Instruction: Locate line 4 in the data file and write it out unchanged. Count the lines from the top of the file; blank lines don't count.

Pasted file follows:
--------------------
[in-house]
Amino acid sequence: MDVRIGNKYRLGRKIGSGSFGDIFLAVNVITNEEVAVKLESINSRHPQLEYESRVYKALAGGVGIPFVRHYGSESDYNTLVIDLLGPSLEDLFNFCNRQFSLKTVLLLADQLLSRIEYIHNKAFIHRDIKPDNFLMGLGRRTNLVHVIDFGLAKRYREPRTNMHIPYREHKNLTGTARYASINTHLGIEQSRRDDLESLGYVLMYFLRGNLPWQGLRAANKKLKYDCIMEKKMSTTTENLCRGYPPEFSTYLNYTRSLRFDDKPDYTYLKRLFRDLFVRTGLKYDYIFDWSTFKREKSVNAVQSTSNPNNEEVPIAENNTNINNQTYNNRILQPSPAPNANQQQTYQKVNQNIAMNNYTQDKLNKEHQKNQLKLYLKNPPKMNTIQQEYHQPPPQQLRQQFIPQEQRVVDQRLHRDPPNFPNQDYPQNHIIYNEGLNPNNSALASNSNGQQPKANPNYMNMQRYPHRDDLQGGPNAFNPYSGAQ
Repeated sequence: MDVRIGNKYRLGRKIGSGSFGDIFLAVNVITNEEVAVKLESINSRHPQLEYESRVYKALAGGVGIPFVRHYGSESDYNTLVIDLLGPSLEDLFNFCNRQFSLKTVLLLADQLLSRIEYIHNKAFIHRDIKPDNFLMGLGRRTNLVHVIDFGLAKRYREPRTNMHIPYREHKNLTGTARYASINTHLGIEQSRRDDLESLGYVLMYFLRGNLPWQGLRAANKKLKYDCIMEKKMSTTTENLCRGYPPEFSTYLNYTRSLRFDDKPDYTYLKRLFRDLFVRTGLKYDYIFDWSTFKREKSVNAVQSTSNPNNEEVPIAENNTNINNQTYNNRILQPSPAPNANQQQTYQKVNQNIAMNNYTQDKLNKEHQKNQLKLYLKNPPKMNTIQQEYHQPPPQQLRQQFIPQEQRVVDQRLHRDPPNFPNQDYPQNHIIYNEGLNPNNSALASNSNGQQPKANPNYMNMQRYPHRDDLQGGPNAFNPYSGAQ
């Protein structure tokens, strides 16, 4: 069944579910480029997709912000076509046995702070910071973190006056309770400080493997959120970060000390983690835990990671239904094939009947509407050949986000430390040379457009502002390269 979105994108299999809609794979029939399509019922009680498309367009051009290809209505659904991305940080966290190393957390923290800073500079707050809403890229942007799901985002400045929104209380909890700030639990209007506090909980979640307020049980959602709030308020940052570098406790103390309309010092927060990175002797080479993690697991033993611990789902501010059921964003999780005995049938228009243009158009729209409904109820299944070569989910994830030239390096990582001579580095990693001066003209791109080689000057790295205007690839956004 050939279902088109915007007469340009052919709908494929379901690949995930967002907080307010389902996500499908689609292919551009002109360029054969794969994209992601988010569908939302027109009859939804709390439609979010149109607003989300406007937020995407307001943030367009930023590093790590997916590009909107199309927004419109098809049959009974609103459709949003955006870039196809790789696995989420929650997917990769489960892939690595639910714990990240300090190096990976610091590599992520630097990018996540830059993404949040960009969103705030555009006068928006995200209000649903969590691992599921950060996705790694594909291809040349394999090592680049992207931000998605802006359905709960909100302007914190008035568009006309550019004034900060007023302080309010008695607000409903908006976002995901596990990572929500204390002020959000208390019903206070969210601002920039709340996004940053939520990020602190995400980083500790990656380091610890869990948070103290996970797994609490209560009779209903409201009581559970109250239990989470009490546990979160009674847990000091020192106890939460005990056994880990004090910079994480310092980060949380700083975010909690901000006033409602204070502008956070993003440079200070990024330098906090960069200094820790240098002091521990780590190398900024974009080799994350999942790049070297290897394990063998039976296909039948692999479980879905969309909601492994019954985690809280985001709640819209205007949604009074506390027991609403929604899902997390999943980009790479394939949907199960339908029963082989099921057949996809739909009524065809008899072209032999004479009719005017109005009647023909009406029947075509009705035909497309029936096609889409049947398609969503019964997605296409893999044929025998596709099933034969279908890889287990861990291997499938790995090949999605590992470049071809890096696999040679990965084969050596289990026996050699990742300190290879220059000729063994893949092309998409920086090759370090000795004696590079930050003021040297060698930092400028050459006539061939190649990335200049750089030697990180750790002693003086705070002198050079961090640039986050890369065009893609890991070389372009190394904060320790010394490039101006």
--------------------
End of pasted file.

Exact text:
């Protein structure tokens, strides 16, 4: 069944579910480029997709912000076509046995702070910071973190006056309770400080493997959120970060000390983690835990990671239904094939009947509407050949986000430390040379457009502002390269 979105994108299999809609794979029939399509019922009680498309367009051009290809209505659904991305940080966290190393957390923290800073500079707050809403890229942007799901985002400045929104209380909890700030639990209007506090909980979640307020049980959602709030308020940052570098406790103390309309010092927060990175002797080479993690697991033993611990789902501010059921964003999780005995049938228009243009158009729209409904109820299944070569989910994830030239390096990582001579580095990693001066003209791109080689000057790295205007690839956004 050939279902088109915007007469340009052919709908494929379901690949995930967002907080307010389902996500499908689609292919551009002109360029054969794969994209992601988010569908939302027109009859939804709390439609979010149109607003989300406007937020995407307001943030367009930023590093790590997916590009909107199309927004419109098809049959009974609103459709949003955006870039196809790789696995989420929650997917990769489960892939690595639910714990990240300090190096990976610091590599992520630097990018996540830059993404949040960009969103705030555009006068928006995200209000649903969590691992599921950060996705790694594909291809040349394999090592680049992207931000998605802006359905709960909100302007914190008035568009006309550019004034900060007023302080309010008695607000409903908006976002995901596990990572929500204390002020959000208390019903206070969210601002920039709340996004940053939520990020602190995400980083500790990656380091610890869990948070103290996970797994609490209560009779209903409201009581559970109250239990989470009490546990979160009674847990000091020192106890939460005990056994880990004090910079994480310092980060949380700083975010909690901000006033409602204070502008956070993003440079200070990024330098906090960069200094820790240098002091521990780590190398900024974009080799994350999942790049070297290897394990063998039976296909039948692999479980879905969309909601492994019954985690809280985001709640819209205007949604009074506390027991609403929604899902997390999943980009790479394939949907199960339908029963082989099921057949996809739909009524065809008899072209032999004479009719005017109005009647023909009406029947075509009705035909497309029936096609889409049947398609969503019964997605296409893999044929025998596709099933034969279908890889287990861990291997499938790995090949999605590992470049071809890096696999040679990965084969050596289990026996050699990742300190290879220059000729063994893949092309998409920086090759370090000795004696590079930050003021040297060698930092400028050459006539061939190649990335200049750089030697990180750790002693003086705070002198050079961090640039986050890369065009893609890991070389372009190394904060320790010394490039101006």